An Interfax correspondent has managed to talk on the phone with a man introducing himself as Anzor, the father of Tamerlan and Dzhokhar Tsarnaev, who are suspected of committing the Boston Marathon bomb attack on Monday.

"I learned about the incident from TV. My opinion is: the special services have framed my children, because they are practicing Muslims. Why did they kill Tamerlan? He was supposed to be caught alive. The younger is on the run now. He was a sophomore at a medical school in the U.S. We expected him to come home for vacation. Now I don't know what's going to happen. Tell you once again: I believe special services have framed my children," the man said.

The brothers’ uncle has confirmed to AP that the brothers lived together near Boston and have lived in the United States since immigrating there about a decade ago.

Apparently also resident in the US, Zubeidat Tsarnaeva, the mother of Dzhokhar and Tamerlan, turns out to have a criminal record of her own. On June 13, 2012, the 45-year-old was arrested by the police in Natick, Massachusetts, and charged with larceny of women's clothing valued at $1,624, as well as two counts of malicious damage to property.

The Tsarnaev family moved to Dagestan from Kyrgyzstan in 2001, the school spokesman told RT. Dzhokhar studied there for just one year and  produced no particular impression, good or bad, on the teachers.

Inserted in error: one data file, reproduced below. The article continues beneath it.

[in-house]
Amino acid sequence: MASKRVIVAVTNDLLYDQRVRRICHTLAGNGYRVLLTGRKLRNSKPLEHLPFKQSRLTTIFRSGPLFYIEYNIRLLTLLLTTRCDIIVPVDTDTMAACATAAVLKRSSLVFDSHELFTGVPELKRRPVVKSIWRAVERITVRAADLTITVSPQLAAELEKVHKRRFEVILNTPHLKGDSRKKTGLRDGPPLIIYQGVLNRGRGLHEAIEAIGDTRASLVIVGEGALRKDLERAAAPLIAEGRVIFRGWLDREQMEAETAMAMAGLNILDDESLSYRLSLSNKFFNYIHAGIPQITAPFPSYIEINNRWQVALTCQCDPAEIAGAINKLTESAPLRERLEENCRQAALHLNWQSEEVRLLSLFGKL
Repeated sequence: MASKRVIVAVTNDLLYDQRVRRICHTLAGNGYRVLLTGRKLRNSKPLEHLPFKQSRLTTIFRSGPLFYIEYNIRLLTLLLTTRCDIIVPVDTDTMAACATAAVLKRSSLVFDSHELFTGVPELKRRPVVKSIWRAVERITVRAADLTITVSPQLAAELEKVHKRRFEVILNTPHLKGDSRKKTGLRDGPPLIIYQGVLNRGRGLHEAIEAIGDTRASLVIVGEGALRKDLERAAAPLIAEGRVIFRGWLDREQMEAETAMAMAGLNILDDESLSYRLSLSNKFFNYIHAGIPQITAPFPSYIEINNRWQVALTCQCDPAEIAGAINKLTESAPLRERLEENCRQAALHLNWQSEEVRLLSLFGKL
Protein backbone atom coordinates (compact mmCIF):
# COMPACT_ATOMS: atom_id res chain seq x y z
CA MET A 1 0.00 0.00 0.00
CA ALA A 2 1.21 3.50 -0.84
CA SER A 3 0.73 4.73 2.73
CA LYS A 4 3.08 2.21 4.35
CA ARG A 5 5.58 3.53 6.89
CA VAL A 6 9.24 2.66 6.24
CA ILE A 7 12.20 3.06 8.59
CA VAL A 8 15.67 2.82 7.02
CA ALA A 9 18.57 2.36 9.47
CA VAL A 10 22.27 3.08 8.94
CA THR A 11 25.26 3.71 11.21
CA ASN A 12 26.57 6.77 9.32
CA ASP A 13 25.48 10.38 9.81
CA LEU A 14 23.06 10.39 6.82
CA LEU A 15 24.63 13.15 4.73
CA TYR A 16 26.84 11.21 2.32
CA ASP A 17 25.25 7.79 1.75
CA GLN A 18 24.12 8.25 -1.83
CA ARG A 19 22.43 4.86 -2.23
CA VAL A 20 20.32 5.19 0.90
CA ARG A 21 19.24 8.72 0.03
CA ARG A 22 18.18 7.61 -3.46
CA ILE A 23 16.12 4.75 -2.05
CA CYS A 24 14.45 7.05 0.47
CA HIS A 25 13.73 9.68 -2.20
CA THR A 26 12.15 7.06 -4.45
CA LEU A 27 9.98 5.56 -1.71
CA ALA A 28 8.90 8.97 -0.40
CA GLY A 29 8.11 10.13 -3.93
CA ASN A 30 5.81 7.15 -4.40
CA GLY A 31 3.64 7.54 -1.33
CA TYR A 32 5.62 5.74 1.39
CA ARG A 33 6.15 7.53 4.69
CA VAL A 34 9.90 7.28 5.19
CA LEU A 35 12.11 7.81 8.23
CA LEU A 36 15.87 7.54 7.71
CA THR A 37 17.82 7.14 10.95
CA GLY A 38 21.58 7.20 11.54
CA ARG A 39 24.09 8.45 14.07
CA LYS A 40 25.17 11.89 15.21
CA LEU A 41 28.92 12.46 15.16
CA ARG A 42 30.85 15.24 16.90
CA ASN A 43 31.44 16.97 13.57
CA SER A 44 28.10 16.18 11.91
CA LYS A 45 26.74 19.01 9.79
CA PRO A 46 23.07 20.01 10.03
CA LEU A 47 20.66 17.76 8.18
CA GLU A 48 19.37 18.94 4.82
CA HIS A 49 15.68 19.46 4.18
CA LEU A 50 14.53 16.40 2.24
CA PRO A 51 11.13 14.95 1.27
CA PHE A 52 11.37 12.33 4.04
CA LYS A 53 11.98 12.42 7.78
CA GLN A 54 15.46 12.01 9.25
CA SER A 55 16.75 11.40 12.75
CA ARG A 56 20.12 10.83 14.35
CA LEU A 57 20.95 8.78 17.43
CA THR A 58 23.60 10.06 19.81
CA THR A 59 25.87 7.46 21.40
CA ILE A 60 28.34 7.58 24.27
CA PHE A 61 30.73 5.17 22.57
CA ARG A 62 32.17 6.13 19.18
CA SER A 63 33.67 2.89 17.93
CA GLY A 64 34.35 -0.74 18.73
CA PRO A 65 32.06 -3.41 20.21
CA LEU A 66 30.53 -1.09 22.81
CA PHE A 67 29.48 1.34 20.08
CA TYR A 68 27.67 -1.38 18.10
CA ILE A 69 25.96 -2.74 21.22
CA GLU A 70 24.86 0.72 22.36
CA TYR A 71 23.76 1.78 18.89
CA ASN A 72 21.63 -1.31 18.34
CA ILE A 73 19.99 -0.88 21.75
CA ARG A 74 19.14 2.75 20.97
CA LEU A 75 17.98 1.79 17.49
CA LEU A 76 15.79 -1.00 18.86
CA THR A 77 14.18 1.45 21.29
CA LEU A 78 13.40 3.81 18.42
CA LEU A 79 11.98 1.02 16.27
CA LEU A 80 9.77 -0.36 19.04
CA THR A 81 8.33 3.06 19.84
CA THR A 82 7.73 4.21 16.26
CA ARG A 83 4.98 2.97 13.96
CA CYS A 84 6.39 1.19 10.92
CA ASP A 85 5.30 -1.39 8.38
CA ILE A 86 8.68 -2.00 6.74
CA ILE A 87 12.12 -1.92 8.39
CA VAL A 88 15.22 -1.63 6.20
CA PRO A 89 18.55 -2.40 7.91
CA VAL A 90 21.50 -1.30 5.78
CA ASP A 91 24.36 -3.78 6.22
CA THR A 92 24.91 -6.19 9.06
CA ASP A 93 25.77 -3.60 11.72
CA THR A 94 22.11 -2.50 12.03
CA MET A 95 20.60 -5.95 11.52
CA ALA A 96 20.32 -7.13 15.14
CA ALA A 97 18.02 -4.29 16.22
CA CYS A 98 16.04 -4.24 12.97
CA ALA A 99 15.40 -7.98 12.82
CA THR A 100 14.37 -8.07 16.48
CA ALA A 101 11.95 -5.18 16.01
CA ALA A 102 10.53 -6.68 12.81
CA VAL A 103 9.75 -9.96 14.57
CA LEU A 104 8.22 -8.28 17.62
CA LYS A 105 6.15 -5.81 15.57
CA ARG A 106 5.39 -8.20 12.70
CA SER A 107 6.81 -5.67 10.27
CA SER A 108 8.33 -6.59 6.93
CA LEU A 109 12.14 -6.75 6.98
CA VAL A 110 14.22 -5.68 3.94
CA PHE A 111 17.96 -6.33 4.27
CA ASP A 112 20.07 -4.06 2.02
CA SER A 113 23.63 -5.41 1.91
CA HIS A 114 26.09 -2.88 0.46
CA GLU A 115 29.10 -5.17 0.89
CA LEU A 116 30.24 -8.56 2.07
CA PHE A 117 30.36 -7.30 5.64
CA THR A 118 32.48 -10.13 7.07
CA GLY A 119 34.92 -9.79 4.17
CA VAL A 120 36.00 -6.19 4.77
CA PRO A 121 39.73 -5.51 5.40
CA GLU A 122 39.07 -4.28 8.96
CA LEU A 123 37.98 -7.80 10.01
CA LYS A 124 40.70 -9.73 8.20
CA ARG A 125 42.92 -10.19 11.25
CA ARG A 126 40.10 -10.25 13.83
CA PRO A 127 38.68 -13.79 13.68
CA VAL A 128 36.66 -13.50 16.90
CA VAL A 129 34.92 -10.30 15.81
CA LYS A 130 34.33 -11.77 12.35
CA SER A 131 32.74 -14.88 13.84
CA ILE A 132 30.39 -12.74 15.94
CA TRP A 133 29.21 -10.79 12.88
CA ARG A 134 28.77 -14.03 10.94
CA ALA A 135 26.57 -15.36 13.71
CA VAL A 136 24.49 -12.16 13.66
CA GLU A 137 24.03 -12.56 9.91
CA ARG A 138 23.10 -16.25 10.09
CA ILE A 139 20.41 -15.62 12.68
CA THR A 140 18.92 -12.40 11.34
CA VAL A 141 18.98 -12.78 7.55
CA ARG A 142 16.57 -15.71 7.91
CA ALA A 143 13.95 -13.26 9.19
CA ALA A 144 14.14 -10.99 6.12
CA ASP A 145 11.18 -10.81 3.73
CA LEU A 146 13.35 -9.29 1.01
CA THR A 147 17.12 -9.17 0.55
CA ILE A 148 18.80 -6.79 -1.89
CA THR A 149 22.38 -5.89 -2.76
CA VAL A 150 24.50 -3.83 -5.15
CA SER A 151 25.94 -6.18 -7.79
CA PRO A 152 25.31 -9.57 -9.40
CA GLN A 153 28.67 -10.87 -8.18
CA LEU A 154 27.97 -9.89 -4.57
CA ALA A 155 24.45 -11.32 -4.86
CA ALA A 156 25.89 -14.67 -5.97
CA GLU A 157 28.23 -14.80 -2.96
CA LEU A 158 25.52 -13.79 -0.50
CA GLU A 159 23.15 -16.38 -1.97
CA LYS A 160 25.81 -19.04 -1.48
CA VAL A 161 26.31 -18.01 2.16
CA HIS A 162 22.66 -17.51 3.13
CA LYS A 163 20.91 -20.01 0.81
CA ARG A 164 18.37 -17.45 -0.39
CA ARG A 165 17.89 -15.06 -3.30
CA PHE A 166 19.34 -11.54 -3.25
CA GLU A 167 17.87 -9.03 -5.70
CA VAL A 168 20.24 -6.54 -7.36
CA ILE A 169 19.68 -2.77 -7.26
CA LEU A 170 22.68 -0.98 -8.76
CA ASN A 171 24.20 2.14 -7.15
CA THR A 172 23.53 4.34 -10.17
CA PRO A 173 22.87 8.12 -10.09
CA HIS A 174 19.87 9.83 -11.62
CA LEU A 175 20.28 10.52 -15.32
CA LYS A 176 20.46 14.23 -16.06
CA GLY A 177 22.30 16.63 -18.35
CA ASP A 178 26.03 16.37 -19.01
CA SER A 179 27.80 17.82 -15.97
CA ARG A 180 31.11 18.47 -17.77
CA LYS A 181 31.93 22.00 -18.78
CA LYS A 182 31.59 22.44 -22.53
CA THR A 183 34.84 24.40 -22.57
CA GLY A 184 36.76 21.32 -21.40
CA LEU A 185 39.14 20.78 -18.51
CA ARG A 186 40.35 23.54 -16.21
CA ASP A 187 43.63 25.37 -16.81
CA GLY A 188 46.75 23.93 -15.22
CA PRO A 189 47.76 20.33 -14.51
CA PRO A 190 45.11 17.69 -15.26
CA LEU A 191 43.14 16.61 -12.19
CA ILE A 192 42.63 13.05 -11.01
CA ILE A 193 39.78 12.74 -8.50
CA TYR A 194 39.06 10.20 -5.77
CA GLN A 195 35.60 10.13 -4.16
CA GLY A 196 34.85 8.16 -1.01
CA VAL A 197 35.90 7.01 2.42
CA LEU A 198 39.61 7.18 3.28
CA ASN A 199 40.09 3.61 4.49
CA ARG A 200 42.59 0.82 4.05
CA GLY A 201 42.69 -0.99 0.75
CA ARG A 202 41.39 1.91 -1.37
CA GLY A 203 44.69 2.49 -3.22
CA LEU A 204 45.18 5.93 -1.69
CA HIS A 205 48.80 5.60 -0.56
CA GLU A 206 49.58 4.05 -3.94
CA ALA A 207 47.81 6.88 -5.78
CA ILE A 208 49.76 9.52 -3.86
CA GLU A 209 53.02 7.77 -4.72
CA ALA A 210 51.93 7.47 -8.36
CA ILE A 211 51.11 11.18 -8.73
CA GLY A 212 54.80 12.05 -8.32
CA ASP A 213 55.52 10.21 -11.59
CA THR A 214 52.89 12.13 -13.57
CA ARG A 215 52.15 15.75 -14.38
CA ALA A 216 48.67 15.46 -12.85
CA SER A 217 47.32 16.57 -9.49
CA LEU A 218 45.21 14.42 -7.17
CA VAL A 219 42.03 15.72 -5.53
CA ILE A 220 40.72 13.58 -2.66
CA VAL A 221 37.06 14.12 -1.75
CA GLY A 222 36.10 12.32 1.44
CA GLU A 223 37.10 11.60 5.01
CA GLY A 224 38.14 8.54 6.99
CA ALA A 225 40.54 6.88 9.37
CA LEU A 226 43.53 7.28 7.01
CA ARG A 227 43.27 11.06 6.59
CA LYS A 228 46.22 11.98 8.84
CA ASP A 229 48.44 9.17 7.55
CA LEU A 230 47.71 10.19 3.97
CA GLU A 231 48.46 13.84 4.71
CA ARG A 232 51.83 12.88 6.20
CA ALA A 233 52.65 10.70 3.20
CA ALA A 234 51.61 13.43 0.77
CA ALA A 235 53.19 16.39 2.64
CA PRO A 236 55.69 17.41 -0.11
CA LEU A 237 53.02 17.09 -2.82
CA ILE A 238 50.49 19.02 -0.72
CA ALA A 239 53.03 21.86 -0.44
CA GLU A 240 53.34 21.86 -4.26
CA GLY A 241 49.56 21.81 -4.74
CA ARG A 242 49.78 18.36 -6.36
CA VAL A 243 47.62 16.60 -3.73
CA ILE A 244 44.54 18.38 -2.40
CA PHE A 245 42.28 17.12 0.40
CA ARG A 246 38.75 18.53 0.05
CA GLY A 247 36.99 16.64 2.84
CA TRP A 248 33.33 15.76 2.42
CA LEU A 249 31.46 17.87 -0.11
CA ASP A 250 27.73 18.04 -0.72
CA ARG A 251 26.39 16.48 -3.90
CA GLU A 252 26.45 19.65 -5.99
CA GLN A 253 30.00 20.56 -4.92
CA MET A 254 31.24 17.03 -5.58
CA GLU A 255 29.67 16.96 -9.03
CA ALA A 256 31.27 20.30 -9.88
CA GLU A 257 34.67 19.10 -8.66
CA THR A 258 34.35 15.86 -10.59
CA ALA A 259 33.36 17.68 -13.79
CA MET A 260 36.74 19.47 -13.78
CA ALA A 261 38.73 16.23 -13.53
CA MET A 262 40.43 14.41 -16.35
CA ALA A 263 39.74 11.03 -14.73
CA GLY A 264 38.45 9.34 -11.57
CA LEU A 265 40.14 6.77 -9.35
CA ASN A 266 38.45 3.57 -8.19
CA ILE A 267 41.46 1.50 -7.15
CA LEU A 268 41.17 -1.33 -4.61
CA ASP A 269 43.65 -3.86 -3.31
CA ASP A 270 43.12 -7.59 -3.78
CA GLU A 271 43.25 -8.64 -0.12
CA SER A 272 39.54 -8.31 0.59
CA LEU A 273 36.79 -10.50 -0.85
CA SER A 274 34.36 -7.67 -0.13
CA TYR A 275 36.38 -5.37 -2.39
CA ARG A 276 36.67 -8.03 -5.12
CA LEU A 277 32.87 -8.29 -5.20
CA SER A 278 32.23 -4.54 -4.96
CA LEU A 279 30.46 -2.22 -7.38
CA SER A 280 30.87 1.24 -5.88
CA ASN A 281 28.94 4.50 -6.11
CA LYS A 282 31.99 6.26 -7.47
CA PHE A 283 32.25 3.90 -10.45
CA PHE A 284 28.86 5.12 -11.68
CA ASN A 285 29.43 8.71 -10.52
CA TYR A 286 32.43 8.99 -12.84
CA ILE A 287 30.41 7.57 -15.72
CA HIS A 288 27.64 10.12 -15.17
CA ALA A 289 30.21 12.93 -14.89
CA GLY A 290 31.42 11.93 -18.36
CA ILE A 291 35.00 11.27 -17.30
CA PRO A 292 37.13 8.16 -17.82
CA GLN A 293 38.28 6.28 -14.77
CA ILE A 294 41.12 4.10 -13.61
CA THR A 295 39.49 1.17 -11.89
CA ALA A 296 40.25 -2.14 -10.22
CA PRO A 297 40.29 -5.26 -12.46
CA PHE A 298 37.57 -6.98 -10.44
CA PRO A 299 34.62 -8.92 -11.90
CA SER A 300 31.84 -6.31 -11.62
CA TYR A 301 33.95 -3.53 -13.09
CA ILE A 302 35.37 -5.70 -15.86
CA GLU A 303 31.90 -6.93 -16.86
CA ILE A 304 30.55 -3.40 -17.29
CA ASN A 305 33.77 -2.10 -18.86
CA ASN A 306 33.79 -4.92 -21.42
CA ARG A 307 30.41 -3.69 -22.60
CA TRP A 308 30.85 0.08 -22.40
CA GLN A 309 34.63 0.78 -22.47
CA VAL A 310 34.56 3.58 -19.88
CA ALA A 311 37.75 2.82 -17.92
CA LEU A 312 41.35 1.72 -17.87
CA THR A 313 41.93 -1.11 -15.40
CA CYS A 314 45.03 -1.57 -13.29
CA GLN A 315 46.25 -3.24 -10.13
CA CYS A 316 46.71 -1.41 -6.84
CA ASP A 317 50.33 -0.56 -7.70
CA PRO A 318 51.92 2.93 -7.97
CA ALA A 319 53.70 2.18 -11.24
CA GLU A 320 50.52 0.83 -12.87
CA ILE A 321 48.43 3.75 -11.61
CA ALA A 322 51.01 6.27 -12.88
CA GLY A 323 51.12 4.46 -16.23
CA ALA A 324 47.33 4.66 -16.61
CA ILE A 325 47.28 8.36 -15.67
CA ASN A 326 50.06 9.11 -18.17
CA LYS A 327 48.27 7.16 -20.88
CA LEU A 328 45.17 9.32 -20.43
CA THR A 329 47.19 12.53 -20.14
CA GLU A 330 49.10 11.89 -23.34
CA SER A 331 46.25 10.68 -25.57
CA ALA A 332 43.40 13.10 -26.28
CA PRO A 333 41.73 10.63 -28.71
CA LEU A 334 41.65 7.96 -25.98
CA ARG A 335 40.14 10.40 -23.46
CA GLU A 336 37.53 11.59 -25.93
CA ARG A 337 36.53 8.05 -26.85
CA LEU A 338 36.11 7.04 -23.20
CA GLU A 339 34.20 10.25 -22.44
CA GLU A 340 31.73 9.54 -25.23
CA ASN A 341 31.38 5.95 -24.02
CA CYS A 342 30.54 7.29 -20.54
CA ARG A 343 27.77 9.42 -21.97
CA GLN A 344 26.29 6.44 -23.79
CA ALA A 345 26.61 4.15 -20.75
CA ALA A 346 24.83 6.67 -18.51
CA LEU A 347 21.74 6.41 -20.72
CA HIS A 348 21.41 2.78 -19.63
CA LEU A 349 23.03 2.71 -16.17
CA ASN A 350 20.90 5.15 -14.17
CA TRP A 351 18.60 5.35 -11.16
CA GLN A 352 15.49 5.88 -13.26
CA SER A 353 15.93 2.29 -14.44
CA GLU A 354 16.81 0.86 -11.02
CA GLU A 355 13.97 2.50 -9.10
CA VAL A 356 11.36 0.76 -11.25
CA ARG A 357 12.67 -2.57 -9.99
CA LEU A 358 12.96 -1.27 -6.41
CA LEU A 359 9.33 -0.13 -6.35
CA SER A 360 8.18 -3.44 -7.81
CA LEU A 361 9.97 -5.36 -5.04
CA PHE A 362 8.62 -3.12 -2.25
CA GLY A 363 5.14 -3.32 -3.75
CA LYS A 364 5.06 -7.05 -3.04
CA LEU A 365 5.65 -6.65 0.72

“He arrived at our school in the first form and departed in the second,” Irina Bandurina, the secretary at Makhachkala’s School No.1, told RT. “They arrived from Kyrgyzstan and departed to the US. I’m telling you they lived here for a year. Not the whole year. They arrived at the school in 2001 and departed in March 2002 … There were four of them – two sisters and two brothers… It’s written here that they are from Kyrgyzstan. The Chechens.”

Dzhokhar was born in Kyrgyzstan. The family, which also included two daughters, Bella and Amina, had the status of refugees at the time they moved to Russia.

Vladimir Evseev, Director of the Center for Social and Political Studies, argues that terrorists’ origins don’t tell anything and terrorism is a global threat that need to be addressed.

“Terrorism has no face and those who commit terrorist acts have no nationality,” he said.“For example, some Russian passport holders have joined the Syrian rebels. These are people without a true homeland. They earn money by killing people, and cannot change their occupation. ... [Potential] terrorists may come from elsewhere."

Alexei Filatov, retired KGB officer and Vice-President of Russia’s elite Alpha Group Veterans’ Association assumes that the Tsarnaevs may be brainwashed.

“One of the suspects is 19 years old, a child. The other wanted to join the U.S. Olympic boxing team. It’s clear it would have been easy to brainwash them,” he said. “I don’t see an Islamic trail. Otherwise some organization would have taken credit for it by now. I’m not sure we’ll ever know who ordered the crime.”

“This will serve as a justification for any additional security measures the government takes, including military intervention abroad, directed at fighting radical Islam,” added Filatov.

Yet Evseev argues that the government should be more careful when it hosts foreign citizens with different backgrounds.

"Instead of sending troops to the Middle East to fight hostile regimes, America should focus on problems within its own borders,” he said.

U.S. law enforcement bodies earlier identified the Boston Marathon bombing suspects as Dzhokhar and Tamerlan Tsarnaev coming from Russia's North Caucasus.

Tamerlan Tsarnaev, 26, was killed on Thursday night in a shootout with police, while his brother was cornered and captured alive in the manhunt a day later.